$\begingroup$ codcif2sdf (presumably) was written with the small molecule models on COD encoded in .cif in mind and in my experience, works reasonably well, especially for entries about organic molecules without positional/orientational disorder. The .mmcif format you use is different to the of .cif (wasn't mentioned in your question). A test file of Jmol however is processed by OpenBabel obabel -immcif 114D.mmcif -ocif -O test.cif and codcif2sdf test.cif > test.sdf with some success (552 atoms). $\endgroup$
    – Buttonwood
    Commented Feb 2, 2022 at 8:30
  • 1
    $\begingroup$ So far, I did not deal to rewrite .mmcif into other formats. However, would be a service like mmcif.pdbj.org/converter a suitable converter for you? $\endgroup$
    – Buttonwood
    Commented Feb 2, 2022 at 8:34
  • 1
    $\begingroup$ @maxbear123 One option may be to edit the original question and to add the problematic file's content in a code block (enclosed by three grave signs in the line to start, three grave signs in the line after to end this). Alternatively, to add in the OP a link which points to a reference outside chemistry.se (e.g., on zenodo, or pastebin). Then, it is easier for the interested to attempt a conversion to yield, e.g. a .sdf file. $\endgroup$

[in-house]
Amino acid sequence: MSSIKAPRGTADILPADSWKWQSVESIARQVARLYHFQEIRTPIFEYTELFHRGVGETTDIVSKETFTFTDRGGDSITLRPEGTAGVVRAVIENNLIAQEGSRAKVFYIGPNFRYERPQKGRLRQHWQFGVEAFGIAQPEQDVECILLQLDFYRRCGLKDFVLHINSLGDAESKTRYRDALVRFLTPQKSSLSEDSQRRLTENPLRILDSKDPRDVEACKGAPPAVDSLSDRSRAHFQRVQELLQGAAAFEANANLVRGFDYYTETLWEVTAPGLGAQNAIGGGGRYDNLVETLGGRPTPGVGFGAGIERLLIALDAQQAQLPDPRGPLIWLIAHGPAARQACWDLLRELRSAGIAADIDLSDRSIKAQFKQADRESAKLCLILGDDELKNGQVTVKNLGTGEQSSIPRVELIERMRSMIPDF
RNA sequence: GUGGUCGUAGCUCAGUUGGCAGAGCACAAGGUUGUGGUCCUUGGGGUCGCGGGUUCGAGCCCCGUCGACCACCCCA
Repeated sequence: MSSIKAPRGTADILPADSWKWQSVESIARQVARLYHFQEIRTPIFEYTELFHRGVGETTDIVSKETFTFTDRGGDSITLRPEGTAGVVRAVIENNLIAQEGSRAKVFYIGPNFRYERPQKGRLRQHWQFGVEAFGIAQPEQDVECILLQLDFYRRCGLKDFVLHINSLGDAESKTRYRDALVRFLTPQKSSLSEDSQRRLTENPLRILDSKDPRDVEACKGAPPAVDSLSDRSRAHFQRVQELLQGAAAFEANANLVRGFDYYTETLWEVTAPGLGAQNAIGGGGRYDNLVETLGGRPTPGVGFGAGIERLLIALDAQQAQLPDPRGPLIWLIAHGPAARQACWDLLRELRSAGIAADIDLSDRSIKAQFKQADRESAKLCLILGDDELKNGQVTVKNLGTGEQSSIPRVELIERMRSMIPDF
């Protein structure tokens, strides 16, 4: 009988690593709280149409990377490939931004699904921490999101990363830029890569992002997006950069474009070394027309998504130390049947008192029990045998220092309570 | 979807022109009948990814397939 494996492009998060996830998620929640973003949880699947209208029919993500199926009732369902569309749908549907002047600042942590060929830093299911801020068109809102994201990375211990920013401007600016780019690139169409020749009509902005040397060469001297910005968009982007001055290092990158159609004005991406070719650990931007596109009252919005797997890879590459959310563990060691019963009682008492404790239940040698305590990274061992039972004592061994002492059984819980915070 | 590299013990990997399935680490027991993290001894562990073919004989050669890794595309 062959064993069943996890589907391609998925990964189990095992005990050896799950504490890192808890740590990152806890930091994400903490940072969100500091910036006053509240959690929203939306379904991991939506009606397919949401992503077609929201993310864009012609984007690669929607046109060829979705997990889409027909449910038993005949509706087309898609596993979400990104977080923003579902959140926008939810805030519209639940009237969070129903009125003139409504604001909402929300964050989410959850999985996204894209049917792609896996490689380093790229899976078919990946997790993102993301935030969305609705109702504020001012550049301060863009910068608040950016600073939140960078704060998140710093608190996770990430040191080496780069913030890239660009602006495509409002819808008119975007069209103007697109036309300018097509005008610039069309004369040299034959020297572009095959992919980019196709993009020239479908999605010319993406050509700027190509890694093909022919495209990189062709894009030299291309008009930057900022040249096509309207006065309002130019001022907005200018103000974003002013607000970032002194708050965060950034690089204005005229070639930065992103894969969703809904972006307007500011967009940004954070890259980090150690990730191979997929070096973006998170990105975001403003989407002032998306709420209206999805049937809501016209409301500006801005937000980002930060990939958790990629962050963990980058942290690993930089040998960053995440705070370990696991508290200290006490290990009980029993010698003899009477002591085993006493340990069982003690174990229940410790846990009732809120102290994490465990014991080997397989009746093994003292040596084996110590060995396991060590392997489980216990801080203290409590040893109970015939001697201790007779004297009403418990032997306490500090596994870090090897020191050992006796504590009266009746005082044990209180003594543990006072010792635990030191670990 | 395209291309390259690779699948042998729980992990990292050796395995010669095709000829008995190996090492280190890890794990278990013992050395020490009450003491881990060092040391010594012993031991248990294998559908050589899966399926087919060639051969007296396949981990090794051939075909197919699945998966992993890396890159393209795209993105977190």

– Buttonwood
    Commented Feb 2, 2022 at 22:48
  • 1
    $\begingroup$ @maxbear123 For clarification, I edited the answer. The .sdf is deposit on pastebin.com, with a minor edit of the time stamp. $\endgroup$
    – Buttonwood
    Commented Feb 3, 2022 at 14:52

You didn't ask about macromolecules, but I'll write about it anyway.

Macromolecular CIF files (mmCIF) also don't contain bonds. This information is stored in separate dictionaries. In particular, the PDB maintains Chemical Component Dictionary – a huge CIF file which contains, among other things, a list of bonds for each residue and small molecule found in PDB entries.

Connectivity between monomers in a polymer can be inferred from the sequence information.
Other connections are listed explicitly in the struct_conn category.

It'd possible to just use distances between atoms pairs, but this is less reliable – atomic coordinates in macromolecules may not be precisely determined.

  • 2
    $\begingroup$ +1 for commenting on the component dictionary for mmCIF. $\endgroup$ Commented Feb 2, 2022 at 4:39

The most software find bonds in a structure from cartesian coordinates by finding atom pairs that are closer than a certain threshold distance (something shorter than the vdw radius of the given atoms). Generally, you can set this distance yourself if you need for some reason.


how could one algorithmically find all bond pairs

Here is a sketch of an algorithm that takes crystal symmetry into account:

  1. Move all atoms into a single asymmetric unit
  2. Apply all symmetry operators (including centering) to the asymmetric unit to generate the content of the unit cell